The Saemisch Variation
The Saemisch Variation occurs after the moves 1.d4 Nf6 2.c4 g6 3.Nc3 Bg7 4.e4 d6 5.f3. It’s not as aggressive as the Four Pawns Attack as White strengthens the e4-pawn with the move f2-f3, creating a solid central pawn chain.
The main downside of this setup is that the move f2-f3 takes away the f3-square from the knight on g1. On the flip side, White gets a very solid position. The great thing about the Saemisch Variation is that White decides when he expands in the center. He can prepare himself first for this central advance.
The Fianchetto Variation
The Fianchetto Variation is one of the most solid choices for White against the King’s Indian Defense. Positional players who don’t want to be confronted with Black’s usual kingside pawn storm will like this variation.
White does not need to study too much theory to play this variation and can rely on general concepts and positional/strategic ideas.
It occurs after the moves 1.d4 Nf6 2.c4 g6 3.g3 Bg7 4.Bg2 0-0 5.Nf3 d6 6.Nc3.With IM Paikidze’s recommendations, White can get a slightly better position in these structures. He not only has more space to maneuver his pieces but also the possibility to expand on the kingside.
The Classical Variation
The Classical Variation owns its name for a reason. This variation has been debated for many decades and there are thousands and thousands of games that have been played in this line. If you’re interested in chess history and the development of a variation, this line is for you.
The Classical Variation occurs after the moves 1.d4 Nf6 2.c4 g6 3.Nc3 Bg7 4.e4 d6 5.Nf3 0-0 6.Be2. Black aims to launch an attack on the kingside. White, in contrast, creates counter-play on the queenside. White tries to enter Black’s camp before Black can succeed with his kingside play. Generally speaking, there is a lot of theory in all these lines and play is very sharp and double-edged.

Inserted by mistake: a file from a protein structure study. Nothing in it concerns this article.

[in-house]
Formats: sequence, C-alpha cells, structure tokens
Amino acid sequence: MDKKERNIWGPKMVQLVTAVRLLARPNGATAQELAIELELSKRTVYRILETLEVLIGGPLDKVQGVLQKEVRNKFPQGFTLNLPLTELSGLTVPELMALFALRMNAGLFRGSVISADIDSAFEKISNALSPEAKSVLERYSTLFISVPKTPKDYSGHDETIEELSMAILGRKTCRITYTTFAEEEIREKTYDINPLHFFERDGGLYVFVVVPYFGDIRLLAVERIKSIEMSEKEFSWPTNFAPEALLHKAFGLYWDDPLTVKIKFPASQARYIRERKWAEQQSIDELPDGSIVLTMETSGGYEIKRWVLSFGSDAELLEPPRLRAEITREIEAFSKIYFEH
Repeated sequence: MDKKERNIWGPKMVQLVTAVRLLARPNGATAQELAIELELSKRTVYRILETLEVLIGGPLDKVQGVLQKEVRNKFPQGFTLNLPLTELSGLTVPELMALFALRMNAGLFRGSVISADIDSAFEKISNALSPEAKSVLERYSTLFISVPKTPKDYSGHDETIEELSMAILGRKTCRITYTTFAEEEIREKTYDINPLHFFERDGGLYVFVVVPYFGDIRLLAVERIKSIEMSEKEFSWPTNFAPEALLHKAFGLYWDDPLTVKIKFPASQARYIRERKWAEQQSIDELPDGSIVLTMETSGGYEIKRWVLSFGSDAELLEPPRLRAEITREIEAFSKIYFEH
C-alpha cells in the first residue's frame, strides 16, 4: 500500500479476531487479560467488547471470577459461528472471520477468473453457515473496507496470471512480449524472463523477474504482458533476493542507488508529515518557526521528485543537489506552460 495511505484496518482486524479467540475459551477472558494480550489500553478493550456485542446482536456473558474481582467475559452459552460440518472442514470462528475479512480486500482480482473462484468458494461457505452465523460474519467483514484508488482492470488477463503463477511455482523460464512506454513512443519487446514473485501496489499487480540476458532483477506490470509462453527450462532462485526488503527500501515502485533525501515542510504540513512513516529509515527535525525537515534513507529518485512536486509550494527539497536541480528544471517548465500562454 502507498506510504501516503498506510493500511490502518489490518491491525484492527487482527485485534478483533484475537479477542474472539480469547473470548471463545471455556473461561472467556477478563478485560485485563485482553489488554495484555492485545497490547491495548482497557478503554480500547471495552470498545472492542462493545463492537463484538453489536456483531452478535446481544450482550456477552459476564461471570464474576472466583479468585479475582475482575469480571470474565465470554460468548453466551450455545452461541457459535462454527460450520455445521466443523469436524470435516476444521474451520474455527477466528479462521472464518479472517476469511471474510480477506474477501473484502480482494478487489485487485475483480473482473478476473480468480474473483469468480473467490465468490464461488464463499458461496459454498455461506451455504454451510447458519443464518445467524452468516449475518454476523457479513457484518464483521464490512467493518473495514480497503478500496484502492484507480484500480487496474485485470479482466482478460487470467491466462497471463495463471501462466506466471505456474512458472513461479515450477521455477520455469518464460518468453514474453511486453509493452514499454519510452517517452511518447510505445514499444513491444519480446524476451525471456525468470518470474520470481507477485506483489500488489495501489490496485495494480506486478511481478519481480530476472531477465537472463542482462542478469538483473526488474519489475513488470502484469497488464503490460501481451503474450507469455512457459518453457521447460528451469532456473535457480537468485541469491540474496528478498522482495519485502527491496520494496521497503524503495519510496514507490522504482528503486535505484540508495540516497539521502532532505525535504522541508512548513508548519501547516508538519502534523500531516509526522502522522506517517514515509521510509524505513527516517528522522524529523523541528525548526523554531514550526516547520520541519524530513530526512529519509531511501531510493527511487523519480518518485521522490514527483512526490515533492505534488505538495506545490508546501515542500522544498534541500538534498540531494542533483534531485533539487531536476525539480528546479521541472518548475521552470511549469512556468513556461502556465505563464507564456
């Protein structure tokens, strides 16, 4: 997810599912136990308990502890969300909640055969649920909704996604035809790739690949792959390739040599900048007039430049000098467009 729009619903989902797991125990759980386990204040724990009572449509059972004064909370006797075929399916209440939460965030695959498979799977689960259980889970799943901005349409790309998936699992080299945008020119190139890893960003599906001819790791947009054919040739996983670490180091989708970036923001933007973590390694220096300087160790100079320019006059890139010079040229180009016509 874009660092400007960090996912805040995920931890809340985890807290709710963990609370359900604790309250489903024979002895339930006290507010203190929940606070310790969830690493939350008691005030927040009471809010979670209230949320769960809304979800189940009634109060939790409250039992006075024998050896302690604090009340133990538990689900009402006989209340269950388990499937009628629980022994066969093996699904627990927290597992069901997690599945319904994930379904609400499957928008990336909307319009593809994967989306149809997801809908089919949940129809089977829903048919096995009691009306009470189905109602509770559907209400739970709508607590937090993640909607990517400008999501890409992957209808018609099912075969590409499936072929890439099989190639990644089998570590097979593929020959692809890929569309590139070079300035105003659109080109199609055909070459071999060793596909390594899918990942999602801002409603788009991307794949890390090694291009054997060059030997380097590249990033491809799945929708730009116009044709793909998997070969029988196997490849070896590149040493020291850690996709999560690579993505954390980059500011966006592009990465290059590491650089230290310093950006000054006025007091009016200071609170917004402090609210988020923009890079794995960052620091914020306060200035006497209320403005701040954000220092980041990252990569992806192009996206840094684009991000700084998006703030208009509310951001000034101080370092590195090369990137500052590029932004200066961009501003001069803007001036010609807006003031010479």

The Makogonov Variation
The Makogonov Variation arises after the moves 1.d4 Nf6 2.c4 g6 3.Nc3 Bg7 4.e4 d6 5.Nf3 0-0 6.h3. In the Makogonov Variation, White often delays development of the kingside. The light-squared bishop on f1 is well-placed if Black comes up with an early …Nf6-h5-f4 maneuver as White can simply push the knight back from f4 with g2-g3. The White king on e1 stays flexible. White sometimes castles kingside, he sometimes castles queenside and he sometimes leaves his king in the center.
In the course, IM Nazi Paikidze explains how to navigate through the jungle of variations in all the sidelines. There are several recurring patterns and ideas which will help you to play the right moves even if you forget the concrete theory.
IM Nazi Paikidze’s brand new course gives you the complete training needed to crush the King’s Indian Defense time and again.
Chapter 1: The Four Pawns Attack
Chapter 2: Saemisch Variation
Chapter 3: Fianchetto Variation
Chapter 4: The Classical Variation
-Part 1: The Classical Variation – Sidelines
-Part 2: The Classical Variation – Mainlines
Chapter 5: The Makogonov Variation
-Part 1: The Makogonov Variation – Sidelines
-Part 2: The Makogonov Variation – Mainlines